By Mindy Cooper/Portland Observer
As summer vacation for Portland Public school began last week, Commissioner Loretta Smith unveiled a new summer mentorship program, which will provide 25 jobs this summer for youth within the community.
The need for the program became a priority for this year’s budget cycle after Commissioner Smith organized an issues forum for African American youth and men.
Nearly 200 people attended the standing room only event, where both men and young people within the community expressed what they see as necessary steps to ensure a better future.
“This program responds to the sentiment voiced in last month’s forum by young people that the best way to keep them and their peers off the street is with a job,” said Smith.
In response, she insisted the county budget include a focus on the need for employment opportunities for local youth, where there is currently a 30 percent unemployment rate for young people actively seeking opportunities.
“We are helping to keep kids off the streets, teaching them skills here at Multnomah County that will help them advance their education and careers,” said Smith.
The program, which is part of a summer youth Connect Partnership among Multnomah County, the city of Portland and the private sector, will pay for 25 young people to gain work experience throughout the summer.
“It will give our young people skills they need to advance their education in their opportunities for the future,” she said.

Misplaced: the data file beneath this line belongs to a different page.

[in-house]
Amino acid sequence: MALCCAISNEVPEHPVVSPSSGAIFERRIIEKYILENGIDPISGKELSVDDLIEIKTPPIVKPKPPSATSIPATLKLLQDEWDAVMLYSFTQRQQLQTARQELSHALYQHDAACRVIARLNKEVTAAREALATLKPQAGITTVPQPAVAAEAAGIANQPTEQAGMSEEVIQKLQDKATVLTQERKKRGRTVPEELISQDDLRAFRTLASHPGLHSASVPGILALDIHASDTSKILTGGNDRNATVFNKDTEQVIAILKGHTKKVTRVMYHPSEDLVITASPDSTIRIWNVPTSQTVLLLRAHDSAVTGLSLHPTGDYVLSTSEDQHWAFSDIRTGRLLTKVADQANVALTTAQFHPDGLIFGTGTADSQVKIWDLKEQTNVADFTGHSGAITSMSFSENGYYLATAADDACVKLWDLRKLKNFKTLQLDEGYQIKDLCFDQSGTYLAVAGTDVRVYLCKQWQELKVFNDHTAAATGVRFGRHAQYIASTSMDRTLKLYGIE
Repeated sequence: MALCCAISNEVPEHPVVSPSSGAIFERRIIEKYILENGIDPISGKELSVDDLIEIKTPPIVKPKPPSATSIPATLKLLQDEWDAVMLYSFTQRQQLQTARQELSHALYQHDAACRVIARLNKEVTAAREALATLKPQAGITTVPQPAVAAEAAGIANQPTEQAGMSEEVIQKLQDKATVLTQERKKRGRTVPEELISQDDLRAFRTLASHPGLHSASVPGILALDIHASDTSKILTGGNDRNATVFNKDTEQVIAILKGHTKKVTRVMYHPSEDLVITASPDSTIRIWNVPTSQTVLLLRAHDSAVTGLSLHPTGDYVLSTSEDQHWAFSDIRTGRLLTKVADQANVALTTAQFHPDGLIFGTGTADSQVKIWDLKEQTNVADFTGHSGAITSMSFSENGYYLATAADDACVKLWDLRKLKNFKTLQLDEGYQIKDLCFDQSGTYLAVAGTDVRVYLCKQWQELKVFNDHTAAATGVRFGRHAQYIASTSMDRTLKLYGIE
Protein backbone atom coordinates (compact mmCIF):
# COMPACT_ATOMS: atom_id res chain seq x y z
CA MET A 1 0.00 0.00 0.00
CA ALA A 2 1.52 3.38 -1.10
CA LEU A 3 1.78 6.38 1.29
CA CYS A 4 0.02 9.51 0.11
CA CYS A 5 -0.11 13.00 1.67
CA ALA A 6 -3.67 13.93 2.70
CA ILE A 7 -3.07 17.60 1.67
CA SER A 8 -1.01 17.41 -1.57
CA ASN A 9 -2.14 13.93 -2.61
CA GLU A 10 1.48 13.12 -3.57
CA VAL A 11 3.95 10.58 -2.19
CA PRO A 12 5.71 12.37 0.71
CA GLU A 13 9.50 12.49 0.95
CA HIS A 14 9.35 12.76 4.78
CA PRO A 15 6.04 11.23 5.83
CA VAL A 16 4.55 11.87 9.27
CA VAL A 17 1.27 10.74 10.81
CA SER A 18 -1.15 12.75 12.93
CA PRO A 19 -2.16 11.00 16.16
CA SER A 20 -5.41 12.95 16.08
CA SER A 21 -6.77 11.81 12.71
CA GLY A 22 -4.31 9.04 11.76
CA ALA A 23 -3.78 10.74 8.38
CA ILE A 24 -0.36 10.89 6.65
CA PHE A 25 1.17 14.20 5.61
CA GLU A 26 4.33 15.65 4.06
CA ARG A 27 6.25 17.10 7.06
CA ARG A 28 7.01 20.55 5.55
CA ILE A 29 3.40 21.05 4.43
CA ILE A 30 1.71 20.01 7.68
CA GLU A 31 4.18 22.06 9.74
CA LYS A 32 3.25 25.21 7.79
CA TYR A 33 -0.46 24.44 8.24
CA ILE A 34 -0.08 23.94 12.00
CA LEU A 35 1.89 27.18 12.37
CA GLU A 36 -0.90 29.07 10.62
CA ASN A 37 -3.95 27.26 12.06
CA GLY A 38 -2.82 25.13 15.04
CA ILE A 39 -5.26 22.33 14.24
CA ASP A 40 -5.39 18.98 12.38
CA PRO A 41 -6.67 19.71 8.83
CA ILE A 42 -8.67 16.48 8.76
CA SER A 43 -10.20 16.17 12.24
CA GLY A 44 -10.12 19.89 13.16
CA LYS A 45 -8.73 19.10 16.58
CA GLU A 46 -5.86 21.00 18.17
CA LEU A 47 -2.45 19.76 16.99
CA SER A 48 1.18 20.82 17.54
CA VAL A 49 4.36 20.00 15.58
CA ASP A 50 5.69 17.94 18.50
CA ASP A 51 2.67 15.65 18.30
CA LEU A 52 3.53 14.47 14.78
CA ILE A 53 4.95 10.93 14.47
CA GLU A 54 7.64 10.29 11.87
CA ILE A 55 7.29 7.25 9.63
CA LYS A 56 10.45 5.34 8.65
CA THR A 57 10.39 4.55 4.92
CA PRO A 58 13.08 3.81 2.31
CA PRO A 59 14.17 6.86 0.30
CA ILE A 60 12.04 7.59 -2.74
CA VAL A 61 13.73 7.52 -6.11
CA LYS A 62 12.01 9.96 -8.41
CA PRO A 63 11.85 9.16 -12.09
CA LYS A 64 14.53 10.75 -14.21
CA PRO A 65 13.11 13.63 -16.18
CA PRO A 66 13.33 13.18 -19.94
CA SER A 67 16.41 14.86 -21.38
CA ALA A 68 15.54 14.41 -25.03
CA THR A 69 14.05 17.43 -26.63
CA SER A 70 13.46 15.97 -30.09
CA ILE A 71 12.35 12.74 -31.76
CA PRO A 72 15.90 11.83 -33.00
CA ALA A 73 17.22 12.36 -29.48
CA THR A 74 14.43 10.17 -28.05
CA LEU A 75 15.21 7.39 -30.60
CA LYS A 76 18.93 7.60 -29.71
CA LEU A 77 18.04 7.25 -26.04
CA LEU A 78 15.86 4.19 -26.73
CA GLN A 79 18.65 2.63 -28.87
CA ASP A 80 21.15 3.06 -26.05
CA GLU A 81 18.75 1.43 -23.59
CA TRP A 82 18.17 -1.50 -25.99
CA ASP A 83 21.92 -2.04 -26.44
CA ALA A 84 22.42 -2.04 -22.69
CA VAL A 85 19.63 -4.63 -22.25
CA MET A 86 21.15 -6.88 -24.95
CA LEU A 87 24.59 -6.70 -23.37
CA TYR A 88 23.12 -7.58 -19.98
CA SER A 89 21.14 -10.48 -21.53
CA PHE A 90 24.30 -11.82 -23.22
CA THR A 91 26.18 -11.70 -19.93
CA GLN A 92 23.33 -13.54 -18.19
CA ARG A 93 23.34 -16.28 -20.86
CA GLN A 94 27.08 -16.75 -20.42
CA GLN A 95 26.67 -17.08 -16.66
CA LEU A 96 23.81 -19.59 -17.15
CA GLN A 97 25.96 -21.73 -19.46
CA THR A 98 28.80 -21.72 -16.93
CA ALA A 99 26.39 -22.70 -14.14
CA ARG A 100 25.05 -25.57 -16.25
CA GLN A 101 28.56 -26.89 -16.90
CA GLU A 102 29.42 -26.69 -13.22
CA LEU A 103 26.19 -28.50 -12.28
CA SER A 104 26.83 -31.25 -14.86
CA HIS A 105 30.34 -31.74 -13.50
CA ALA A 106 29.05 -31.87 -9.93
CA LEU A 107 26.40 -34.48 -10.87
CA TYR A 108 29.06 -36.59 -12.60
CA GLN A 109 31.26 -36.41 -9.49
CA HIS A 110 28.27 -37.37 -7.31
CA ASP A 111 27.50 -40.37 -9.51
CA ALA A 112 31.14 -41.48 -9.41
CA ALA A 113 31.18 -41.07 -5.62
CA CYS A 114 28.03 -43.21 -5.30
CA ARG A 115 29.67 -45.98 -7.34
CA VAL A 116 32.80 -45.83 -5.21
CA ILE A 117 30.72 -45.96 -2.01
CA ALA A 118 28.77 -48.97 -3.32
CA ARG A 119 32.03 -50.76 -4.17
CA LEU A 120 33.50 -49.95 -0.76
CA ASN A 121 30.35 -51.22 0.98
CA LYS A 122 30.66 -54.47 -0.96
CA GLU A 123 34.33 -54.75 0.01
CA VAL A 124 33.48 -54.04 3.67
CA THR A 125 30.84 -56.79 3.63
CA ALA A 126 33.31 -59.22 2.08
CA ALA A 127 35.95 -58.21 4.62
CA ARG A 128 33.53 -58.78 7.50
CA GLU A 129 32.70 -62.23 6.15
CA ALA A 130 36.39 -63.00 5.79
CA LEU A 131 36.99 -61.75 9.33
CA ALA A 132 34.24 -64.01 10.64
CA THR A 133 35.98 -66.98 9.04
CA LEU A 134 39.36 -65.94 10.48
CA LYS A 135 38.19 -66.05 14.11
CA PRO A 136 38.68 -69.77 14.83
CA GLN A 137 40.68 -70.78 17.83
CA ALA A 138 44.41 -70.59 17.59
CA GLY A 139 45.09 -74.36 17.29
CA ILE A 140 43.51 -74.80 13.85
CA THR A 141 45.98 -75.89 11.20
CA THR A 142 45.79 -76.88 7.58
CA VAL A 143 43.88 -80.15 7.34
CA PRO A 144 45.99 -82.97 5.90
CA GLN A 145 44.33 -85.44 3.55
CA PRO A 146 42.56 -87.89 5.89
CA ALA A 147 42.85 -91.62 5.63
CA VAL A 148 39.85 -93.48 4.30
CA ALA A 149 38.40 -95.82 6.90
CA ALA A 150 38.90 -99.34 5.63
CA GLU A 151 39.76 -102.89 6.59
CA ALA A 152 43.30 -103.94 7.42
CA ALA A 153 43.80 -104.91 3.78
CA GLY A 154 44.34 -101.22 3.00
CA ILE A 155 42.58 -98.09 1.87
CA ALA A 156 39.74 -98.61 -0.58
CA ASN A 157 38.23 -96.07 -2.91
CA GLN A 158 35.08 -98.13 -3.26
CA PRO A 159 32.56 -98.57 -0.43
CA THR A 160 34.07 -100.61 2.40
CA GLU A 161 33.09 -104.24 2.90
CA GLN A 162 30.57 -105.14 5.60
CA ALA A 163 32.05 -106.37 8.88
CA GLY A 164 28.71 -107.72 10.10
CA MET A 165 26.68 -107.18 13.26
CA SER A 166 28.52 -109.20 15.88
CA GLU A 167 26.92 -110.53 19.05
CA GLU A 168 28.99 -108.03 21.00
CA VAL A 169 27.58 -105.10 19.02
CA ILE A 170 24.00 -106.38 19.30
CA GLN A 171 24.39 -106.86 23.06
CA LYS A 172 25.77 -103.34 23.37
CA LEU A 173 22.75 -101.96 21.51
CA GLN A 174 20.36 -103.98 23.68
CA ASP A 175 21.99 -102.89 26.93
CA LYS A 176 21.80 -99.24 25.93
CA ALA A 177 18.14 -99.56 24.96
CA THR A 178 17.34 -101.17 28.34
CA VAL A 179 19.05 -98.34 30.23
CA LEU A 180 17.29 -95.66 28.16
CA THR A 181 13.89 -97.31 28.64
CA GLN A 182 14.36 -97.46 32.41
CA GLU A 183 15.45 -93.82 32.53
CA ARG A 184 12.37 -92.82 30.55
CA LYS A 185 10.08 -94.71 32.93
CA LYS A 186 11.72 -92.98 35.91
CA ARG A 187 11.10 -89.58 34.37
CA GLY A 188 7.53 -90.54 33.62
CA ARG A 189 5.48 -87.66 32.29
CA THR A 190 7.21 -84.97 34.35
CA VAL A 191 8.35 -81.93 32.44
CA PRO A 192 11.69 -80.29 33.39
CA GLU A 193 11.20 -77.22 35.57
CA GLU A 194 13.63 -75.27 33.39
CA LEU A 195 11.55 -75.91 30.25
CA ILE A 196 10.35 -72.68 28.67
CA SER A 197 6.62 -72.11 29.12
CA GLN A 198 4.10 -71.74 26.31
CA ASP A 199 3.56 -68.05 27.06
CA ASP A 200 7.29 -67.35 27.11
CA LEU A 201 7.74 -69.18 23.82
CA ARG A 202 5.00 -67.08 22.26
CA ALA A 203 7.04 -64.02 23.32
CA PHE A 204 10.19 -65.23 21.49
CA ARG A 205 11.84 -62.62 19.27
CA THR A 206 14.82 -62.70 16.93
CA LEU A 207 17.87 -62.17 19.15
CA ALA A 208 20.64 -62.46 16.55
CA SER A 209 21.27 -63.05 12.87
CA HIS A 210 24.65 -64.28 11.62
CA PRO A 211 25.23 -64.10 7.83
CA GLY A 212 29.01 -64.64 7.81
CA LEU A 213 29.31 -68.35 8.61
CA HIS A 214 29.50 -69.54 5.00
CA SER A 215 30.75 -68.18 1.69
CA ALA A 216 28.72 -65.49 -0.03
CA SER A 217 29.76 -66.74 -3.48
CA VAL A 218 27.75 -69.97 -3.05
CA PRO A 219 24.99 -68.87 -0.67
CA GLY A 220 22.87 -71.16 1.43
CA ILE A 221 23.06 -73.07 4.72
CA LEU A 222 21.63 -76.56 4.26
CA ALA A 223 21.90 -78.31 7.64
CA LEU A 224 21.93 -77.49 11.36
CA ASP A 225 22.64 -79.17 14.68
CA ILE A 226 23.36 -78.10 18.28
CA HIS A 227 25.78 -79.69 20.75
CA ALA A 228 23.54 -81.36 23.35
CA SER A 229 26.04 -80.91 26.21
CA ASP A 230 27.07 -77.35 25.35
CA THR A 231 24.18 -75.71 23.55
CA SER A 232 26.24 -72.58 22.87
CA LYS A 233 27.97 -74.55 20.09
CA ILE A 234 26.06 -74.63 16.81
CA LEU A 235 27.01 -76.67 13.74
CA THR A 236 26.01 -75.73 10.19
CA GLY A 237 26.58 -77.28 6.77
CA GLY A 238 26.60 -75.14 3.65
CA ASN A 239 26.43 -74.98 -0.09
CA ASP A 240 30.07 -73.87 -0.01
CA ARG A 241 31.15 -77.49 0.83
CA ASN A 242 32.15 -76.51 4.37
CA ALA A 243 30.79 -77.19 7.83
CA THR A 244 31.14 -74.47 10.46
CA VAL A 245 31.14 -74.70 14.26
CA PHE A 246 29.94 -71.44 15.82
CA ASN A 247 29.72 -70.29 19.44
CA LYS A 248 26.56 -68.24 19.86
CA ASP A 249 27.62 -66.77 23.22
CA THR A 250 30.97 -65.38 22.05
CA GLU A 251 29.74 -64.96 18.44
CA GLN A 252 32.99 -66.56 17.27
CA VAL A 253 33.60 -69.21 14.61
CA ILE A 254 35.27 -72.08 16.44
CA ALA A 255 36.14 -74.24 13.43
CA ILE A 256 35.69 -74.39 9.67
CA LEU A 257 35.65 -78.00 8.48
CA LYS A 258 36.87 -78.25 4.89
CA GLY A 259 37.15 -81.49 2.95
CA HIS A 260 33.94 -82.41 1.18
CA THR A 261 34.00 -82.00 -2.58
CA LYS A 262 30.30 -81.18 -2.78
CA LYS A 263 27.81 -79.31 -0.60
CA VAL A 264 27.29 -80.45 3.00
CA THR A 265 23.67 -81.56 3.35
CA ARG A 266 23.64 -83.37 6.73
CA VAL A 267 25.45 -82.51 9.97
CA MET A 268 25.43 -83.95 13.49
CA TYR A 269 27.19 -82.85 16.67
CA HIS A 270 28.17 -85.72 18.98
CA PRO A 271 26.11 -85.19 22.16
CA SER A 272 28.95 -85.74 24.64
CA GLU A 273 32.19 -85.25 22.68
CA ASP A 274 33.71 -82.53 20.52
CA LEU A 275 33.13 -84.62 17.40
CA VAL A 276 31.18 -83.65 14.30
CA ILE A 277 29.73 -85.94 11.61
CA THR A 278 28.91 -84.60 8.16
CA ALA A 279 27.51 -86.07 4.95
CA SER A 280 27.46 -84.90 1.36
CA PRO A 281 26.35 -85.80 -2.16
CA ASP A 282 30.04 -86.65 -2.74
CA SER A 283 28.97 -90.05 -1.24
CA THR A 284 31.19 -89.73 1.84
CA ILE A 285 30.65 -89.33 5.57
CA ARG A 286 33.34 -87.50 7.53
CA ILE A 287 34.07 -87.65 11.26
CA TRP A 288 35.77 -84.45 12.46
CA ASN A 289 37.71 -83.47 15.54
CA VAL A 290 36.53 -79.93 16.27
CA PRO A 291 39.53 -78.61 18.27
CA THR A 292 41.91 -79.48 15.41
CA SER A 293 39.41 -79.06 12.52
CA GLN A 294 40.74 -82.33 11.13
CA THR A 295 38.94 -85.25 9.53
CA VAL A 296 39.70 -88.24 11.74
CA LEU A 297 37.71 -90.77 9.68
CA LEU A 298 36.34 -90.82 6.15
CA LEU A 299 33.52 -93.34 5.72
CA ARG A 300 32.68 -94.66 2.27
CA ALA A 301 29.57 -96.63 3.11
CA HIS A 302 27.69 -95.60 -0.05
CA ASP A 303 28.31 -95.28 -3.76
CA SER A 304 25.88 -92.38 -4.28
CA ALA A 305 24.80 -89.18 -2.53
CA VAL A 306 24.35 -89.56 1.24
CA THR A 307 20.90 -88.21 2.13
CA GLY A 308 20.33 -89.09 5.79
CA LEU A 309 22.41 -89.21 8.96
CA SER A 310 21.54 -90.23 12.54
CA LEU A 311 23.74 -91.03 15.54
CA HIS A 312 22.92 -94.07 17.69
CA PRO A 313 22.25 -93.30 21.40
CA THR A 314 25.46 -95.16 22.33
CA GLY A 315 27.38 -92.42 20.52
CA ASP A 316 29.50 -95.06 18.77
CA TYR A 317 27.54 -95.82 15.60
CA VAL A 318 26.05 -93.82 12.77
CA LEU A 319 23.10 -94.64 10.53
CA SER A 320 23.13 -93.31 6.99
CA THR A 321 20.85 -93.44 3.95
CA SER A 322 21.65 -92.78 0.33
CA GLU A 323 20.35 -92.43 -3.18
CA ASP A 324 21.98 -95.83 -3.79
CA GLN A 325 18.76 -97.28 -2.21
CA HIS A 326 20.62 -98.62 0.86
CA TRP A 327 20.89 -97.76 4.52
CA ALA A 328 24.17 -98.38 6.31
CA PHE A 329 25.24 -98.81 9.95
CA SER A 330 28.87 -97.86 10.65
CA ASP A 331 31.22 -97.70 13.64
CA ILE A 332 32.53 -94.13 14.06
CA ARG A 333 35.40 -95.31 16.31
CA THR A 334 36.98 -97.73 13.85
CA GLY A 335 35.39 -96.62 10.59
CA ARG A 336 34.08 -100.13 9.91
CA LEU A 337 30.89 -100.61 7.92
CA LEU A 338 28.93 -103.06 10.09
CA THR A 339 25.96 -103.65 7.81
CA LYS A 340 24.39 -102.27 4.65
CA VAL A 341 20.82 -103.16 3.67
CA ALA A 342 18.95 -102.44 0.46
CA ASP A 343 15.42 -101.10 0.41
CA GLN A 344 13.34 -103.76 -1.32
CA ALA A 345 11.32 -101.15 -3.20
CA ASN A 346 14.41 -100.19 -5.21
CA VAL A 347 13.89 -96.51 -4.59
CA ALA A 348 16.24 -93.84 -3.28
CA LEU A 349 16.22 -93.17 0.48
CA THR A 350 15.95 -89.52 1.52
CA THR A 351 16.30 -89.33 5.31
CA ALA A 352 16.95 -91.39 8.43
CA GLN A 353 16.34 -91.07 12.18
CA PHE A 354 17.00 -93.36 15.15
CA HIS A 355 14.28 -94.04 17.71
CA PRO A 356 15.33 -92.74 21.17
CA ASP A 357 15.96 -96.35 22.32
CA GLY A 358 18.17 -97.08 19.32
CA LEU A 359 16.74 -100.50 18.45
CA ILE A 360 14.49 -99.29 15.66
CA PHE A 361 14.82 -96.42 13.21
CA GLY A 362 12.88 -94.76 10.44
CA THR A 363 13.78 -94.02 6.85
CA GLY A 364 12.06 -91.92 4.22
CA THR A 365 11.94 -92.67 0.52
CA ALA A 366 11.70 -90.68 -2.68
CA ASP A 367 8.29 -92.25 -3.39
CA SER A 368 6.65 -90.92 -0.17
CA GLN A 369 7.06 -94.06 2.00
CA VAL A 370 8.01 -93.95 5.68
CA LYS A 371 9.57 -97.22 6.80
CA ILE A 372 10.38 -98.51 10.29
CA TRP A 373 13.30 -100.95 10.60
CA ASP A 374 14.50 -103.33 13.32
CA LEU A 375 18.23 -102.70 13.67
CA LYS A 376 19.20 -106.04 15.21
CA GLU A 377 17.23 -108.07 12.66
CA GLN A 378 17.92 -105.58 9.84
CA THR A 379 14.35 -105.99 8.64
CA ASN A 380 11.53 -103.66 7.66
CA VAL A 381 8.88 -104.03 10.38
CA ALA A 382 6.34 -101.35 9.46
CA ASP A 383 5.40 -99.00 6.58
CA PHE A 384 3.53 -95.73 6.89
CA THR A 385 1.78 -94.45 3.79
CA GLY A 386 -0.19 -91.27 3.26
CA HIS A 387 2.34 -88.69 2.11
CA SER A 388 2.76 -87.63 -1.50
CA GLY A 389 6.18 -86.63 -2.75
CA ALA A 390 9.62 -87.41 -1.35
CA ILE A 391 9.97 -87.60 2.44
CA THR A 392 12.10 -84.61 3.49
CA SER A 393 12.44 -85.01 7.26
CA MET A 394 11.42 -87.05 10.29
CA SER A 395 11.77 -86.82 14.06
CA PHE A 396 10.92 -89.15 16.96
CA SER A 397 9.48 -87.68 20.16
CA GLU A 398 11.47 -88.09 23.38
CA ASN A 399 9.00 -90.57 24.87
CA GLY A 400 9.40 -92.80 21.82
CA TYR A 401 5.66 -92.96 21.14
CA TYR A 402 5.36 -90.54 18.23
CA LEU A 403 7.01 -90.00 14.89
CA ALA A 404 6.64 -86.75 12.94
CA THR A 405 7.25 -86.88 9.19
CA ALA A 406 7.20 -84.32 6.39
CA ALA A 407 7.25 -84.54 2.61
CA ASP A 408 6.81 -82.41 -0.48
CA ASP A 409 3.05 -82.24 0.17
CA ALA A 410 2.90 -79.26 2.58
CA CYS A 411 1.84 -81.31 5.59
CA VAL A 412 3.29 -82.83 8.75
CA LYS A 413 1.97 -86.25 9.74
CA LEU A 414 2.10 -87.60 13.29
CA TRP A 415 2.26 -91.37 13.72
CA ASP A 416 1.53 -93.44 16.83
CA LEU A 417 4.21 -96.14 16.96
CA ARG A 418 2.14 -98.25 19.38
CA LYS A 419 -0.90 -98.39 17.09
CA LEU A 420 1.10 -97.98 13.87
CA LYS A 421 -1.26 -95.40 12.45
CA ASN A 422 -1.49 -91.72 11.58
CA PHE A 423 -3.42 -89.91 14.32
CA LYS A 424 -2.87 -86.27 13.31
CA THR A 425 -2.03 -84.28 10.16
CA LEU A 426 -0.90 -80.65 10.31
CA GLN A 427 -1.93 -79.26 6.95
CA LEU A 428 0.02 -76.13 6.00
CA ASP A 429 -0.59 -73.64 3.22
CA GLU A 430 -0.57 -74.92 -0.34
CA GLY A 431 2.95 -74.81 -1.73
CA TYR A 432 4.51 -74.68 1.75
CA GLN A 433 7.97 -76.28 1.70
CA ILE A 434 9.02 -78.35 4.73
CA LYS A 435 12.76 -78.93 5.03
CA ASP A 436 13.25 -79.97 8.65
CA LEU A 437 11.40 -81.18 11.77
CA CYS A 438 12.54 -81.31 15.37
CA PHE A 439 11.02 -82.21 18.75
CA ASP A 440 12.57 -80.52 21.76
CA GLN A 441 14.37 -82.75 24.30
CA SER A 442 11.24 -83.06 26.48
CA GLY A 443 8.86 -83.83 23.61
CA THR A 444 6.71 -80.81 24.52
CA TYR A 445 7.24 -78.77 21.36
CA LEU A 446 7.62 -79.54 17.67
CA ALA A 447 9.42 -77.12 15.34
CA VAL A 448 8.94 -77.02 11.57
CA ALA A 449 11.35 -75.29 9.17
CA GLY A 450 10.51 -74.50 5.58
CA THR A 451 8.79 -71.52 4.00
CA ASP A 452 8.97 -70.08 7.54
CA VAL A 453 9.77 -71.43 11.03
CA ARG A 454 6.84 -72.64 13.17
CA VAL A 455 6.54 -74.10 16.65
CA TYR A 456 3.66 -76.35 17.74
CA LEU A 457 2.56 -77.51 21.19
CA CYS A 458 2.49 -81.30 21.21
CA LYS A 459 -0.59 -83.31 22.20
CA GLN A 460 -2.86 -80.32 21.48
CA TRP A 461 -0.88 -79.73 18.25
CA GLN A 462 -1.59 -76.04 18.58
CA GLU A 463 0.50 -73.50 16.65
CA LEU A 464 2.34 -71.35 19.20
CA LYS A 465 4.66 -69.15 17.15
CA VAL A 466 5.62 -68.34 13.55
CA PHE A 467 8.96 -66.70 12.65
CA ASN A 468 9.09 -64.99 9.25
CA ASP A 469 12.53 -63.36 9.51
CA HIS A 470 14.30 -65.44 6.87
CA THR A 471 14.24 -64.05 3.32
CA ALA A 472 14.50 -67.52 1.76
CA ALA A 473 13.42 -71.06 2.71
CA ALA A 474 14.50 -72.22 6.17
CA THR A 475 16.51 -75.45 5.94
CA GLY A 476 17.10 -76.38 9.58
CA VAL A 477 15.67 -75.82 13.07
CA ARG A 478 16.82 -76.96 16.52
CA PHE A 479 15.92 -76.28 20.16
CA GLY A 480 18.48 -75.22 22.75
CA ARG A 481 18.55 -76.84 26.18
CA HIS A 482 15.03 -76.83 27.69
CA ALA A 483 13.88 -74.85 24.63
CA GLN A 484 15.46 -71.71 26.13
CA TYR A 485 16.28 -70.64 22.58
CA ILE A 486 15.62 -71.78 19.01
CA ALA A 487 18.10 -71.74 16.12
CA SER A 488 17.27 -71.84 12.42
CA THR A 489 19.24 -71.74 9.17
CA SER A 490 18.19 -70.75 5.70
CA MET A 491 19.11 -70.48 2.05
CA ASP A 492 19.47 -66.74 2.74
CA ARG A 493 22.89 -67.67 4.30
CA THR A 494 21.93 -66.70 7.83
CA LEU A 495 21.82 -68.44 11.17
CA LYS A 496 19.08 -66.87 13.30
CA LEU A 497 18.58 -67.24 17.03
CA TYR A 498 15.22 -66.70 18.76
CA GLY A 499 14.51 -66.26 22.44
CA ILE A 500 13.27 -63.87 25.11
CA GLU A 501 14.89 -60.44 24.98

Multnomah County has partnered with the Portland Opportunities Industrialization Center at north Portland’s Rosemary Anderson High School, which will train the youth before they go to work in the offices, as well as Workforce Inc., which is providing funding with the county to make this program a success.
“Together, all of the combinations, have given our young people opportunities they not have had before,” Smith said.
When four young people who will be participating in the program were asked if it is hard to find a job, they all reacted passionately.
“I know tons of people my age looking for jobs,” said 17-year-old Giovanni McKenzie, who is interested in going into politics and economics in college. “This is a really good opportunity for me.”
After he sent over 50 resumes out trying to find a job in the past five months, Giovanni said he only received one call back for an interview for a job he didn’t receive.
Bre’on Dance, a 20-year-old college student and participant with the program, said people who are going into college, or are in college, also need money because they might not get enough money with financial aid or grants to support them.
Recent high school graduate Shirley Luo expressed her excitement for the opportunity.
“I am looking to gain more experience and skills that will help me later on in college and in careers and in life,” she said.
Smith challenges the community to follow the lead taken by Multnomah County, the city and businesses that have stepped up.
Among the businesses invested in the program is Pacific Power.
Pacific Power executive Pat Egan said he is hopeful other private sector companies will support jobs for youth.
“This is a program that hits critical targets, employment, youth development and workforce training,” he said. “We are supporting what Commissioner Smith and Commissioner Cogen are doing for our county.”